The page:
He [Cohen] sketched out a protocol: To download that copy of Meet the Fokkers...

      Yeah, I'm sure that's what he was thinking when he created the protocol...

      a user's computer sniffs around for others online who have pieces of the movie

      No, trackers keep track of who is downloading or seeding the file, there is no sniffing around. Infact, there is no search capability that I am aware of...

      The more files you're willing to share, the faster any individual torrent downloads

      Are you kidding me? No... the more people downloading/seeding an individual torrent, the faster it downloads. More files have nothing to do with anything.

      • The more files you're willing to share, the faster any individual torrent downloads

        I think maybe he was confusing "more files" with "more uploads". As in, the more your computer is uploading your portion of the file to others, the faster your download will be. This is indeed true - bittorrent does this 'tit-for-tat' so that if you rate-limit the upload to only 1k for example, your download will suffer.

      • Are you kidding me? No... the more people downloading/seeding an individual torrent, the faster it downloads. More files have nothing to do with anything.
        You're right that more files don't have anything to do with it, but uploading (a single file) faster does give you (potentially) higher download speeds (for that same file).
  • by Anonymous Coward on Thursday January 06, 2005 @01:30PM (#11277468)

    Wired is getting slow.

    Wired :Why did you write BitTorrent?
    Cohen :To get LEET WAREz!
    Wired :Before you've said for fast distribution of legal files.
    Cohen :Yeah, that and LEET JU$R3ZZZZZ!!!!
    Wired :Legal and 'warez'?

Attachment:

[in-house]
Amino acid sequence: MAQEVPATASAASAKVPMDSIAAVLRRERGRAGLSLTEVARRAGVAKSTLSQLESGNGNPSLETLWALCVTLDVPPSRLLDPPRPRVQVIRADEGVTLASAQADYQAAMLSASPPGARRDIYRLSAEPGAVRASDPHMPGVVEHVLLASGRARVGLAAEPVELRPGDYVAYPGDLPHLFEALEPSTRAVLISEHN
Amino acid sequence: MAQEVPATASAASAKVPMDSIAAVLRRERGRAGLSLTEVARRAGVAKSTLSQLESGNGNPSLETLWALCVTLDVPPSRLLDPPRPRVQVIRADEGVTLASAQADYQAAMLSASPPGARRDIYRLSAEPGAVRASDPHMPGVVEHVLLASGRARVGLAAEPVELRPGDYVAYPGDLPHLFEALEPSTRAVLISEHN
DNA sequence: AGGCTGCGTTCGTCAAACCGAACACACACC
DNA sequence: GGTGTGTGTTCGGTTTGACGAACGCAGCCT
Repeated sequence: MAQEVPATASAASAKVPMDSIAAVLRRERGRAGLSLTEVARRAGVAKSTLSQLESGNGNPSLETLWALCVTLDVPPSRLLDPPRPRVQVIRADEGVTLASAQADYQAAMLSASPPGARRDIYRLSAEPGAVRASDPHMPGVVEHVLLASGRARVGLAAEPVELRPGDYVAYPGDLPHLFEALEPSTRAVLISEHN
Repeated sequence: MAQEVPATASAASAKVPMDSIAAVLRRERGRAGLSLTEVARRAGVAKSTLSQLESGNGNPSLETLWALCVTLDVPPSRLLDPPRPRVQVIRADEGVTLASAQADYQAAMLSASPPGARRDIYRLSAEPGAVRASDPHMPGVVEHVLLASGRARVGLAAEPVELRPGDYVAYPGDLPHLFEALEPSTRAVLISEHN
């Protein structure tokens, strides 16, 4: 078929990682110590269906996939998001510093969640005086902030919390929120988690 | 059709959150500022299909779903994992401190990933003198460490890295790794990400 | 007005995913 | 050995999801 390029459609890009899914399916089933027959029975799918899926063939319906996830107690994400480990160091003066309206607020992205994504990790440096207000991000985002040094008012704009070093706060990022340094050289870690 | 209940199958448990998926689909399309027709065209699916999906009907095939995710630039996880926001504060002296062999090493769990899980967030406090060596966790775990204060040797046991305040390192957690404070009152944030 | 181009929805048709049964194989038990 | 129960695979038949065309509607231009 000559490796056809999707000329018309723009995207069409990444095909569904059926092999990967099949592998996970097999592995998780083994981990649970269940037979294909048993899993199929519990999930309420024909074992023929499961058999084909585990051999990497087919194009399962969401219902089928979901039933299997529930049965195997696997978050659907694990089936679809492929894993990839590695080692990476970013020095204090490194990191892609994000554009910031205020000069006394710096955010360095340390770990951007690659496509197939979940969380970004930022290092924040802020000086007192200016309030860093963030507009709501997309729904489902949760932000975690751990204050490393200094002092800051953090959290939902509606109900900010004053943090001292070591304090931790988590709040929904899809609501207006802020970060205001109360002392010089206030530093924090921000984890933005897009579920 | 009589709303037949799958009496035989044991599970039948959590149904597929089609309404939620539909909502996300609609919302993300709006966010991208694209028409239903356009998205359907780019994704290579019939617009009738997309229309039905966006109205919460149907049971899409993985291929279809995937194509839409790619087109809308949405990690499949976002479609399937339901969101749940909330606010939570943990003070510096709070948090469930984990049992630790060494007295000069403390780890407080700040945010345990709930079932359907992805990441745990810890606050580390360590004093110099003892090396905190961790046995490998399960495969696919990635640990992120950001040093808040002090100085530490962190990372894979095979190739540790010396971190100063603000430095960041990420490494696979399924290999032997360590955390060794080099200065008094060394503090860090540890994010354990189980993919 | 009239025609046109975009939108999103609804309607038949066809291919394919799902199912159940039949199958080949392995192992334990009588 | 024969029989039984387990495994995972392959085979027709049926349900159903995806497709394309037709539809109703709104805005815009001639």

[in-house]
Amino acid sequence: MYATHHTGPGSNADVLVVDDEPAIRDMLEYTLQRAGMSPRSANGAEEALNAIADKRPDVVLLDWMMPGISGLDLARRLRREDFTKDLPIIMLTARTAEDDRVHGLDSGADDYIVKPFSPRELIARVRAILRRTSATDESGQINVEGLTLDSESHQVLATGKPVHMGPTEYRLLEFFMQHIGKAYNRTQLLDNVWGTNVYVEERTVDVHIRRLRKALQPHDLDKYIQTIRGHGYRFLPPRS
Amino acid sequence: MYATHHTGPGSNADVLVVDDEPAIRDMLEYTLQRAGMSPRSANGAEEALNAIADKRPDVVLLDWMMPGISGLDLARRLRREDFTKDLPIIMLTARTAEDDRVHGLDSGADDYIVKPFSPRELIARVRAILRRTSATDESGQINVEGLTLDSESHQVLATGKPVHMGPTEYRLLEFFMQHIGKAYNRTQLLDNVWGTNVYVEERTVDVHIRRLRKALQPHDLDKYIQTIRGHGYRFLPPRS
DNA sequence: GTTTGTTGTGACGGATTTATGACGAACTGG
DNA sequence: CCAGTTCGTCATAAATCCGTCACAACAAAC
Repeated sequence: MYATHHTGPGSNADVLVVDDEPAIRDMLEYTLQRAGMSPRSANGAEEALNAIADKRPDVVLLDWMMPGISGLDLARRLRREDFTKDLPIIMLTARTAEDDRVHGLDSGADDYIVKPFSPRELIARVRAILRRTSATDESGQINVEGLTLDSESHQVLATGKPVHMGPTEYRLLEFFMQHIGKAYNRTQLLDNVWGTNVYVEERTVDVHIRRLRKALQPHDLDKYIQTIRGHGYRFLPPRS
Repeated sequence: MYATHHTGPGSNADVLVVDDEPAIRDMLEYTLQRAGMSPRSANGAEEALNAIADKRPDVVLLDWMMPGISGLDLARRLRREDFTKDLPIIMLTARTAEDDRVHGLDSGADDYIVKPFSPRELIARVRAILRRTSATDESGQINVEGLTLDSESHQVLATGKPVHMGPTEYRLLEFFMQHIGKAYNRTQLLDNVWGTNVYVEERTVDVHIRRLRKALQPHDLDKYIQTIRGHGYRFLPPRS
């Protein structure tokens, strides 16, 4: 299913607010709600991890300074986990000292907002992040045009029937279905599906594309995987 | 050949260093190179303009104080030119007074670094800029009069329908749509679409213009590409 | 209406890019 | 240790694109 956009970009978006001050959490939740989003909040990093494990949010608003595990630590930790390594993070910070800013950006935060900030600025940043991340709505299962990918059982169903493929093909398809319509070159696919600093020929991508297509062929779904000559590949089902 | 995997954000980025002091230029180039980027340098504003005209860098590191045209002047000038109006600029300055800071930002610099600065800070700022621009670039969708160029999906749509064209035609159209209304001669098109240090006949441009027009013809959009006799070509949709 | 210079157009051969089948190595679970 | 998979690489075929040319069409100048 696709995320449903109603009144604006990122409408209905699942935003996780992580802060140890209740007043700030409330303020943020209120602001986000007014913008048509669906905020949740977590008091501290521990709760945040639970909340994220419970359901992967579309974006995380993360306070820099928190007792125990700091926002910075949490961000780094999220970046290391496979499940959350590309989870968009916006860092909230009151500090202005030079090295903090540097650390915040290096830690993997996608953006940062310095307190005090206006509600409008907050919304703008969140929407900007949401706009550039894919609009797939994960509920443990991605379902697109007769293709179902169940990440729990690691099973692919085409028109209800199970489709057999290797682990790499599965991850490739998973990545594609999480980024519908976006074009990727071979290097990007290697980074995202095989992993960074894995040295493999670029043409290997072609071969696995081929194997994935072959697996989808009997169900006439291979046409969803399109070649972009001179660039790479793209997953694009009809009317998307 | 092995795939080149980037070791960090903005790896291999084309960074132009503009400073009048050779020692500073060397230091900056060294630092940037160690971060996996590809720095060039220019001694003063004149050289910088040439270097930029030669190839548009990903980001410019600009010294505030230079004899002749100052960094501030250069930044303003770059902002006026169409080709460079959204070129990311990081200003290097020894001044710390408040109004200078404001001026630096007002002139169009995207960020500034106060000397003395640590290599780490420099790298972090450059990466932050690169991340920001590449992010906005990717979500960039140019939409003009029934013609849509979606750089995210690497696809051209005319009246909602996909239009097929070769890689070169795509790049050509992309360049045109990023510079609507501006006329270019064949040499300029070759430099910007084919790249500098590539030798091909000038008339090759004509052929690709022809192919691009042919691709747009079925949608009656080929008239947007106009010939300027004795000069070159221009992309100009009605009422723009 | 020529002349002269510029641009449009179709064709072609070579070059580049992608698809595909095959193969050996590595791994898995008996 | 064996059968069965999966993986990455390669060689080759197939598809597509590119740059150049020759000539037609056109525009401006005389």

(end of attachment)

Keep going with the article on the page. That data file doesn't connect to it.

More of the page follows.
Cohen :and MP3!!!11111 Fux0r the *AA, GET IT FREE!
    Wired :Thank you Mr. Cohen.
    Cohen :Would you like fries with that?

  • by chris_mahan (256577) <chris.mahan@gmail.com> on Thursday January 06, 2005 @01:30PM (#11277469) Homepage
    Not a 5 page article. An article on the web does not have pages, since the web does not have pages (you scroll down), What we do have is an article split in 5 sections to allow for more ads, more branding, more clicks.

    Wired Marketing droid to potential advertisers: We got 5 million clicks yesterday--grumble under breath: one million people clicked 5 times-- and displayed 25 million ads --grumble under breath: 5 ads per click, times 5 sections.

  • by bit trollent (824666) on Thursday January 06, 2005 @01:31PM (#11277489) Homepage
    A link on a website leads to a file on a p2p network. This is the killer app of bit torrent and the reason it is likely here to stay.
  • The built-in delays for downloading multiple files in the 3.9 beta version of BitTorrent are a bit extreme. I know it is a user config setting but a default of 300 minutes between downloads? Uncool. How about a countdown timer or something so others don't spend a lot of time trying to figure out what is going on. Thought it was buggy or crashed at first. Ended up going back to version 3.4.

    Other than that.. great product! I downloaded megs of tsunami videos from http://www.waveofdestruction.org/ [waveofdestruction.org] as they we

    • What exactly do you mean about the delay? Should I be worried? I'm using it with btdownloadmanycurses.py and as far as I can see, it works well. It has some biggish delay when adding or removing a torrent (about 30 seconds until it updates to the changes), but for everything else it worked fine for me (I've been using it for 2 days now).
  • Link (Score:5, Funny)

    by Fr05t (69968) on Thursday January 06, 2005 @01:33PM (#11277543)
    This is at the top of the story: